This is the next in a series on writers and poets who were affected by World War One.
July 21, 1899, in a Chicago suburb
Hemingway lived a privileged life throughout childhood. As a high school student, he participated in sports and took a journalism course that led to working on the school newspaper. It was this experience that helped him fine-tune his writing skills.
He graduated in 1917 and went to work for The Kansas City Star as a reporter.
World War One:
When the U.S. entered World War One, Hemingway was rejected by the army because of his eyesight, so he volunteered to become a Red Cross ambulance driver. He served on the Italian front witnessing the horrors of war.
In the summer of 1918, he was wounded and spent several months in the hospital. While there, he met and fell in love with a Red Cross nurse. He wanted to marry her, but she became engaged to an Italian officer. This event is credited for Hemingway’s poor relationships with his four wives; he didn’t want to be hurt again.
A Farwell to Arms is based on Hemingway’s experiences in Europe.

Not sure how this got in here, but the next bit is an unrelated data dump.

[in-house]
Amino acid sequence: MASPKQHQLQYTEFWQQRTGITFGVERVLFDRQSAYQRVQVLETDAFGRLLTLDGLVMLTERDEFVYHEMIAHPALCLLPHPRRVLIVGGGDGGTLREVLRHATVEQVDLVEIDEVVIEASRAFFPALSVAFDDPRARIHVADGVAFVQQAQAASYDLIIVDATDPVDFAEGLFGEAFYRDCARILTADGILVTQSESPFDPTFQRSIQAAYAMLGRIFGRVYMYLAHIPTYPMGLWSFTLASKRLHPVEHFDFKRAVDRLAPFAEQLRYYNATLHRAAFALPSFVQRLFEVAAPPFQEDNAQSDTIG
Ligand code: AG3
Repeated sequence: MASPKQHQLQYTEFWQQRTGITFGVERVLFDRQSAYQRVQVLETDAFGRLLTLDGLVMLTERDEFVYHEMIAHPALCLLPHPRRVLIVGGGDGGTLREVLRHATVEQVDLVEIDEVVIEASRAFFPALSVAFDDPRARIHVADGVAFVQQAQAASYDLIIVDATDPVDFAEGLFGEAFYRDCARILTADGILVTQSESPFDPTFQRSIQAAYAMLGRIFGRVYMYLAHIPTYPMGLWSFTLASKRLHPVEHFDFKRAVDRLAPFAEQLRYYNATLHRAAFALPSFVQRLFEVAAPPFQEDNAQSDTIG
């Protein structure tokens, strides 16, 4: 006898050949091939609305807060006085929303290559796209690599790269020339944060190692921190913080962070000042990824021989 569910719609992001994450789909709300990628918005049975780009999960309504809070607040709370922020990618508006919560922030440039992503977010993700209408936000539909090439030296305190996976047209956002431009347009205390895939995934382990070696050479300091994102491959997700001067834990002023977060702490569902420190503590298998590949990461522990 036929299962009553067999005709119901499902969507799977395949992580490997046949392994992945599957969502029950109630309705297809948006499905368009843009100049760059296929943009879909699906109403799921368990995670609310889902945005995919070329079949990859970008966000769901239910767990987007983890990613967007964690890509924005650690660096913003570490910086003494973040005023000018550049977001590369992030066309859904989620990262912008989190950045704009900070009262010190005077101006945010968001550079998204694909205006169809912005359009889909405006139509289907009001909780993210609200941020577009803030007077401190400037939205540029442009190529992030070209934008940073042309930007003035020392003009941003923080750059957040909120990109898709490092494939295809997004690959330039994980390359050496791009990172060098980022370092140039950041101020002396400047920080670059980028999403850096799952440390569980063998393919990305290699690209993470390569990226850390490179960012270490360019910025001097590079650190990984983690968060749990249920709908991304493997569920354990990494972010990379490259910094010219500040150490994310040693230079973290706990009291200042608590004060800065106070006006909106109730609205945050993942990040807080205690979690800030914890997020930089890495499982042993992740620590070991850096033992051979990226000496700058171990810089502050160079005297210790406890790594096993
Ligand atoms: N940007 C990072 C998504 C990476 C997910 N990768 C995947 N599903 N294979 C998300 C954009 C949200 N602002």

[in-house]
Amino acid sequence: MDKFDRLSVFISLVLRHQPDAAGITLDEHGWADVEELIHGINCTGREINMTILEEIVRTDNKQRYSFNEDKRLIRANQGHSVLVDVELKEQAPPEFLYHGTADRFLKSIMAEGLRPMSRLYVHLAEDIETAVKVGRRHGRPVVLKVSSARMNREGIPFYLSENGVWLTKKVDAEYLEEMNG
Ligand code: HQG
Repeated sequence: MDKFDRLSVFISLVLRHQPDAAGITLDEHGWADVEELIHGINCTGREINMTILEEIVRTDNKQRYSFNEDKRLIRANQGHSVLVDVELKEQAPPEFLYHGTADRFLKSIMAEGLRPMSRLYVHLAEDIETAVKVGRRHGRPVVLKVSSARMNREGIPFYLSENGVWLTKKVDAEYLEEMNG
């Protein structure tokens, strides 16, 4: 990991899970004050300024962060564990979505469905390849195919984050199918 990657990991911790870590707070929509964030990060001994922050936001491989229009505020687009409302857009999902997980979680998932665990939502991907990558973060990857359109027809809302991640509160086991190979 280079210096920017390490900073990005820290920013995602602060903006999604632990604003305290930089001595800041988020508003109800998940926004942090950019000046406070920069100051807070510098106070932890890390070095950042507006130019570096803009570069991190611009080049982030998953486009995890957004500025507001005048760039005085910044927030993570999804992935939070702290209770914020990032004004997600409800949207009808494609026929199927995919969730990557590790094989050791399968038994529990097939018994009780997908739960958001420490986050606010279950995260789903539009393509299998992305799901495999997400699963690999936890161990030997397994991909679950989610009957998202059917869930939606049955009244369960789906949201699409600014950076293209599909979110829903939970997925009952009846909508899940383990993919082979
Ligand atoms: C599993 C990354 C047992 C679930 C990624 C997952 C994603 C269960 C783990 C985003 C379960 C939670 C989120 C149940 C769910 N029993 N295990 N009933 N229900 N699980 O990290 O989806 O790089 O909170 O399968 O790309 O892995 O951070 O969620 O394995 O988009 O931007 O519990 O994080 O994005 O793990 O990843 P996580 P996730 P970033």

Returning home in 1919, he accepted a job as a foreign correspondent with The Toronto Star.
In the 1920s, Hemingway would live for a time in Paris. There he would meet other writers including Gertrude Stein who coined the term Lost Generation to describe those who came of age during the war. Hemingway used this term in his novel The Sun Also Rises.
July 2, 1961, in Idaho of suicide.
In the final days of his life, Hemingway was overcome with depression and anxiety, which he was hospitalized for, as well as medical problems. Over the course of four generations, there have been seven suicides in the Hemingway family.
If you’re curious about the Hemingway family’s struggle with depression, you can read an interview Ernest’s granddaughter, actress Mariel Hemingway, had with Salon here.
What is your favorite Ernest Hemingway work? Leave a comment below.
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